According to the Young Survival Coalition, more than 250,000 women in the United States under age 40 have been diagnosed with breast cancer in 2017. Although this number represents less than 5% of all women diagnosed with breast cancer in the country, this finding is significant, demonstrating that cancer does not discriminate. It can happen to anyone, at any time.
Although every woman is at risk for this type of cancer, those who have a family history of the disease, women who carry the genetic mutation known as BRCA1 or BRCA2 mutation, active smokers, or women of African American descent are at a slightly higher risk.
For women under age 40, however, the diagnosis can be more complicated. These women typically do not have regular mammograms, and when they do, their younger, denser breast tissue makes it more difficult to identify the cancer.
These factors can lead to young women being diagnosed at later, more aggressive stages of the disease, which could be more difficult to treat. It is, therefore, even more important for younger women to understand their personal risks and take steps to screen for breast cancer before age 40, if they have a risk factor (as noted above), to ensure proper treatment, if needed, to promote survivorship and quality of life through treatment.
Taking preventive steps toward a healthy lifestyle can potentially make a difference for those at a high risk for breast cancer. Some data show that refraining from, or quitting smoking, eating a healthy diet, and exercising regularly may actually help reduce the risk of breast cancer.
In addition, breastfeeding has been shown to potentially decrease a woman’s risk of breast cancer by 30%, with increased benefits the longer she nurses her child.
Young Women’s Challenges During Treatment
When facing cancer treatment, it’s important to manage the side effects. Beyond some of the more well-known side effects, such as physical scars, fatigue, and/or hair loss, younger women may experience their own set of challenges, such as:
1. Self-image. Although a negative self-image is an issue often faced by women of all ages, young women may be more likely to suffer from a lower self-esteem caused by thoughts about their appearance. For women with breast cancer, medical techniques such as breast reconstruction, nipple-sparing surgery, 3D nipple tattooing for breast reconstruction, and lymphedema management can help many women with this concern.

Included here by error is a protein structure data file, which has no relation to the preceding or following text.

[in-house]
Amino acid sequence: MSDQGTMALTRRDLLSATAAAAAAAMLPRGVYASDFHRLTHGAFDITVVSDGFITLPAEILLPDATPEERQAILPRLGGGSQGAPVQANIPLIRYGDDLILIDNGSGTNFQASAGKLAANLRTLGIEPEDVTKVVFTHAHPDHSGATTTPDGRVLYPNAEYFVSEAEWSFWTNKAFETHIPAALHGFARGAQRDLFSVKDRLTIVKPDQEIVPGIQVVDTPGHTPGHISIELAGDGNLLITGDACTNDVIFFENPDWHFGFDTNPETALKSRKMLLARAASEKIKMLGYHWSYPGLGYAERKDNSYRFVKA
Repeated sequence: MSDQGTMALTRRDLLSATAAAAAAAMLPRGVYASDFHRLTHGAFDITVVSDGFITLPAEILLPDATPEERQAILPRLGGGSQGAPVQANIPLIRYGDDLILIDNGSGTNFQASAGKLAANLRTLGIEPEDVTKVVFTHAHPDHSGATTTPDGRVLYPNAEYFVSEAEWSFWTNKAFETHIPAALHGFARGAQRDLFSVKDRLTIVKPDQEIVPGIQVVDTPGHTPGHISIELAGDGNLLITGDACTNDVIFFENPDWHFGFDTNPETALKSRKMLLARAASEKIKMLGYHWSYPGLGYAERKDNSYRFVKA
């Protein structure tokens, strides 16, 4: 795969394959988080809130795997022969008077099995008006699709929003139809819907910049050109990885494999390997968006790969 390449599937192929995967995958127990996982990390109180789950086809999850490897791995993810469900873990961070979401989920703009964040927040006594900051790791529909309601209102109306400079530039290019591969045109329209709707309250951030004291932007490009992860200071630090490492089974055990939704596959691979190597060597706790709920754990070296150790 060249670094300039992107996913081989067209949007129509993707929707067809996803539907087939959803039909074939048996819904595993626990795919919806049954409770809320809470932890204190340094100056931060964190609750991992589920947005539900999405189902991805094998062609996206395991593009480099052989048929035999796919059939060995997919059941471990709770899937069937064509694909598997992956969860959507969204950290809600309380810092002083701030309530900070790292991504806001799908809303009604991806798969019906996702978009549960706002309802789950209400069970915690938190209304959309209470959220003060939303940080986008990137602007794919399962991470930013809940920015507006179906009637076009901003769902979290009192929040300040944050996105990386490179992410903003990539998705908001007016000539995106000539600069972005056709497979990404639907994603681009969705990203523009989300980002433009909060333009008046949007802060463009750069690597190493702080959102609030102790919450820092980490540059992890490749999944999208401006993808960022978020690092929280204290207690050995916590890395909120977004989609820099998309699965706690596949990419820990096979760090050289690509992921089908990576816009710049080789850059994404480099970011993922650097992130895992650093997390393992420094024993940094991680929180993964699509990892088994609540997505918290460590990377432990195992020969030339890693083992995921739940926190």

For some women, the use of cold caps may prevent hair loss during chemotherapy. The social support of a friend, a counselor, or a religious leader may also make a difference in helping women look and feel their best.
2. Being forced to face one’s own mortality. It can be difficult for young women to think about their mortality, but focusing on enjoying life and continuing to partake in what they love—such as walking, reading, or listening to music—can be helpful.
3. Fulfilling normal responsibilities. Between raising families, nurturing relationships with spouses, and working in and outside the home, young women may feel pressured to be a “superwoman,” even without a cancer diagnosis. Add a life-changing breast cancer diagnosis, and it’s not surprising that many of them can become overwhelmed.
To counteract this, it’s important for women of any age to feel comfortable asking for, and accepting, help from others, as well as prioritizing their personal health and well-being over household chores or other tasks that can wait.
4. Loss of sexual function. Some medications and therapies for breast cancer can lead to a decrease in hormones, which may reduce libido (sexual desire). This can be an unwelcome side effect for those who maintain an active sexual lifestyle. However, it is important for women (and their partners) to understand that relationships are defined by much more than sexuality. Keeping the lines of communication open to express love and intimacy in different ways can be a helpful alternative to sexual activity during cancer treatment.
5. Fertility preservation. Early menopause can be another side effect of cancer treatment, with severe implications for young women of child-bearing age. For women interested in having children, fertility specialists can be a great resource. Although only few treatments have a direct effect on fertility, about 35% of women with cancer will struggle with getting pregnant after certain treatments for cancer. Fertility specialists can help preserve fertility for some women by providing medications that can be given before and during chemotherapy.
6. Nursing considerations. If a woman is diagnosed with breast cancer while nursing, most physicians will recommend that they stop breastfeeding. Some of the therapies used to treat breast cancer may be passed to the baby through breast milk; these therapies include chemotherapies, hormone therapies, and anesthesia used for surgery. In future pregnancies, some women may experience a decrease in milk supply, depending on the types of treatments used during the cancer diagnosis.
Be Your Own Advocate
Although studies show that the risk of breast cancer increases with age, breast cancer can happen at any age. Therefore, it is important for women to be in tune with their bodies and understand their family history.
If something seems wrong—take action. And know that with all the advances in cancer treatment, women who are diagnosed today have better opportunities to play an active role in partnering with their care team to manage their breast cancer as if it is a chronic disease.
Cancer care has made great strides in recent years, and a key benefit of this advancement for patients is an improved quality of life during, and we hope after, treatment.